Does it rain on the Sun? The answer to this is yes, however, it is not water that falls but very hot plasma. On July 19, 2012, there was an eruption on the Sun that produced a massive burst of solar wind and magnetic fields and released into Space.
|Flying Over the Earth at Night|
Many wonders are visible when flying over the Earth at night, especially if you are an astronaut on the International Space Station (ISS)! Passing below are white clouds, orange city lights, lightning flashes in thunderstorms, and dark blue seas.
|Curiosity Rover Successfully Lands on Mars on August 5th!|
This is the stuff of dreams, imagination, creativity and innovation.This is especially cool for parents to have their children witness something “out of this world” live as it happens. This is American science education at its absolute finest. NASA’s Jet Propulsion Laboratory (JPL) has done it again, BIG TIME! In normal fashion for JPL in […]
|How to Find New Planets around Distant Stars|
How do astronomers find planets around distant stars? If you look at a star through binoculars or a telescope, you'll quickly notice how bright the star is, and how difficult it is to see anything other than the star, especially a small planet that doesn't generate any light of its own!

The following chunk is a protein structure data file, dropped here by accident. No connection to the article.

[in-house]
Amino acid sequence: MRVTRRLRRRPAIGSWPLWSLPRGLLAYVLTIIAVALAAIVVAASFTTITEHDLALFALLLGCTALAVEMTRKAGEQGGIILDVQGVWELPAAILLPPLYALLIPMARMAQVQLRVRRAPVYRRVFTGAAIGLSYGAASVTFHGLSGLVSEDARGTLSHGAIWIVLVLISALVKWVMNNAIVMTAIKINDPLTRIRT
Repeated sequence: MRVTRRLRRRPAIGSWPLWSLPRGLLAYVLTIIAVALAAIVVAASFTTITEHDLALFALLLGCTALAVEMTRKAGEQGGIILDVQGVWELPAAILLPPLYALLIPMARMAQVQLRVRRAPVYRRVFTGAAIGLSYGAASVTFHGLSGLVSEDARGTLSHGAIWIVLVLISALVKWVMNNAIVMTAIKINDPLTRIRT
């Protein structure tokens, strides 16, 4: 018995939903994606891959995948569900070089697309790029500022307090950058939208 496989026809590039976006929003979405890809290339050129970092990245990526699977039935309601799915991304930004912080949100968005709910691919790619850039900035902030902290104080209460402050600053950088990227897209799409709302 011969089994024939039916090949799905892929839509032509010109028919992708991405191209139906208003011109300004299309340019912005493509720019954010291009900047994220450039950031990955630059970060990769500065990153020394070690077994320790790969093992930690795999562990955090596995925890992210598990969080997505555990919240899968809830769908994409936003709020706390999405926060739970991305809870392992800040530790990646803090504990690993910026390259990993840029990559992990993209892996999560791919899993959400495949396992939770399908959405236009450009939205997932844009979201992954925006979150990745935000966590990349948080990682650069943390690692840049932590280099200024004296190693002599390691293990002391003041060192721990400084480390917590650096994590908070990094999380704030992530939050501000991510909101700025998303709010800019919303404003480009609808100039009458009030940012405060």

|What are Aurorae?|
Aurora, or 'northern lights', is the natural light display in the sky in northern regions like Canada, Alaska, and northern Eurpoean countries that have had people puzzled for centuries as to what exactly they were, and how the light displays were made.
|Simple Microscope & Telescope|
Did you know you can create a compound microscope and a refractor telescope using the same materials? It’s all in how you use them to bend the light. These two experiments cover the fundamental basics of how two double-convex lenses can be used to make objects appear larger when right up close or farther away. […]
|Pinhole Solar Projector|
You might be curious about how to observe the sun safely without losing your eyeballs. There are many different ways to observe the sun without damaging your eyesight
|Current Positions of Jupiter’s Moons|
Once you've looked at Jupiter through your binoculars, you might be wondering which moon is which. Here's how you can tell the positions of the four moons.
Mars is coated with iron oxide, which not only covers the surface but is also present in the rocks made by the volcanoes on Mars. Today you get to perform a chemistry experiment that investigates the different kinds of rust and shows that given the right conditions, anything containing iron will eventually break down and […]